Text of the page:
Nexa Vega N4 – Rooting
Not so long ago I got a demo Nexa Vega N4 that I did a review of (Unboxing, Using a Dual Sim Phone, Benchmarks, Overall Impression). After returning the review phone I knew I would one day purchase one for myself – it was only a matter of time.
Well the time came about a week ago and I ordered from my supplier two of them – one for myself and the other for a client. They unfortunately only had white in stock, I would have loved a black one, so I settled for white as I REALLY wanted the phone. After first getting the wrong items – they shipped me a Nexa Vega N2 the first time, I finally got the correct phones.
Now knowing that there was a WiFi MAC Address issue – every reboot of the phone the MAC Address changes – I logged a call with the supplier. Seems that they wanted the phone back to load the software patch 🙁 , not exactly what I wanted to hear after getting a new phone! So I decided I would investigate a bit myself…surely it was only a software issue.
Now for those of you who don’t know what “rooting” an Android phone is – it is basically breaking the protection on the phone that prevents one from editing and changing files at the operating system level. Doing so basically “voids your warranty” (depending on the manufacturer) and can allow you to “brick” (prevent it from booting up) so be VERY careful with what you do once you have root access. Remember with great power, comes great responsibility 🙂
Before I continue I need to do the Standard Disclaimer – if you decide to follow my steps you do so at your own risk…that’s final! I will not be held liable if you bugger it up yourself.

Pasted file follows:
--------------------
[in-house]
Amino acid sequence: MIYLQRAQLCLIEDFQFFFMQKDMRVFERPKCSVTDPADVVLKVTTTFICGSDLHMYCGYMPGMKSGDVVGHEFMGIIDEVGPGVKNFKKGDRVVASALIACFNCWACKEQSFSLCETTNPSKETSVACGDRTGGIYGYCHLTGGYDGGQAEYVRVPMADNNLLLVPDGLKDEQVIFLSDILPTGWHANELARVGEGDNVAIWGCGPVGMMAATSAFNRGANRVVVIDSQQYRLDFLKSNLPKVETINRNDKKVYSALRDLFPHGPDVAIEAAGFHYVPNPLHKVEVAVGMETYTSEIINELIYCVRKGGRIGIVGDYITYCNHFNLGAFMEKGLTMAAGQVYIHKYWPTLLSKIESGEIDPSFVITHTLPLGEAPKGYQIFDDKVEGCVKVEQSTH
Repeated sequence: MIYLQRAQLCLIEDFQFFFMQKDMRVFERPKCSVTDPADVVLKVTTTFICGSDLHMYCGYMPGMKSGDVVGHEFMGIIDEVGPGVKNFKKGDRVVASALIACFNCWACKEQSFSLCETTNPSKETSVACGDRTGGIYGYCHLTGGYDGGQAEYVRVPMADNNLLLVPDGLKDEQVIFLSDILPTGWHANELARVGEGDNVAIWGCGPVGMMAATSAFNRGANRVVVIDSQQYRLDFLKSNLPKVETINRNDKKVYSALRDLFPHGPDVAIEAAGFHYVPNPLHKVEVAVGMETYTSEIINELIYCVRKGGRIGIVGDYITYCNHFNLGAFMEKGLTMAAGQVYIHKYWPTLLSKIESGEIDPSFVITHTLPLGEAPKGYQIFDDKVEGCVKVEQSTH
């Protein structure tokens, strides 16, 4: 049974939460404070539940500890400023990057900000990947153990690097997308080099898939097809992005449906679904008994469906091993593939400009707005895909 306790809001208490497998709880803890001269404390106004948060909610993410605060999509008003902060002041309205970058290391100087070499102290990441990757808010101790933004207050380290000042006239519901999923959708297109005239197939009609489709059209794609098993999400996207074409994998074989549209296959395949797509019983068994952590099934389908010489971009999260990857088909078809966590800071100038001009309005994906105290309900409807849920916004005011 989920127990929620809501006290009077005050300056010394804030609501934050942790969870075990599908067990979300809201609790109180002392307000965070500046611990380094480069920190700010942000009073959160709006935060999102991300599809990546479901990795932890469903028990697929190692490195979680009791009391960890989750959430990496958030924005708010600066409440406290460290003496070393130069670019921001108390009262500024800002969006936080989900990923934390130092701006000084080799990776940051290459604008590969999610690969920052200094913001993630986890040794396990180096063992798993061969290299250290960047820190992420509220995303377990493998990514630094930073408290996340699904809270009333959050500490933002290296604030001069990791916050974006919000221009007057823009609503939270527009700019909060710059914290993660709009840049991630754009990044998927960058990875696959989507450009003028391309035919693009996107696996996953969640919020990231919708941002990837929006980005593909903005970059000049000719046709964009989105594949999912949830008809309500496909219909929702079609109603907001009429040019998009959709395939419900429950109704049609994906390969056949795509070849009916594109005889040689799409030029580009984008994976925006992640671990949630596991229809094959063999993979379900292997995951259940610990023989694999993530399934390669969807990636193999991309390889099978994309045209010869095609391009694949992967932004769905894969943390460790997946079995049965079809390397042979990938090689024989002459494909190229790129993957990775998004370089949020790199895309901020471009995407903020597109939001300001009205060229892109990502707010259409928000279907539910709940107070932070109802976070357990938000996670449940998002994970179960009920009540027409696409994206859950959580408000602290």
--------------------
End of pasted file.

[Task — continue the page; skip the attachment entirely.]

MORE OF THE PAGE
OK with that out the way, I headed over to XDA Developers to have a look at what root method would be recommended, and after reading a few post on MediaTek devices I decided to give Framaroot a shot. I downloaded version 1.9.1 (as it was the latest version at the time).
Next I went into Settings then Security and then I checked “Unknown Sources” (this will allow you to install non-Google Play Store apps on the device).
I opened the Framaroot APK file and installed it. I then opened it from the app drawer, this is what the icon looks like.
A screen opened up where I could select either Install SuperSU, Unroot, Execute script /sdcard/custom. I selected the Install SuperSU option and selected the first exploit to root the device – Boromir,
10 seconds later it said that it was rooted and suggested I reboot the phone. I rebooted and then headed over the Google Play Store to install Root Checker to see if I actually did have root.
This is what I saw:
ROOT ACCESS! Whooo Hoooo! One step closer to fixing the WiFi MAC Address issue myself…
Coming up soon… “Backup Before You Bugger Up” and “Lets Fix the WiFi MAC Address Issue – Ourselves”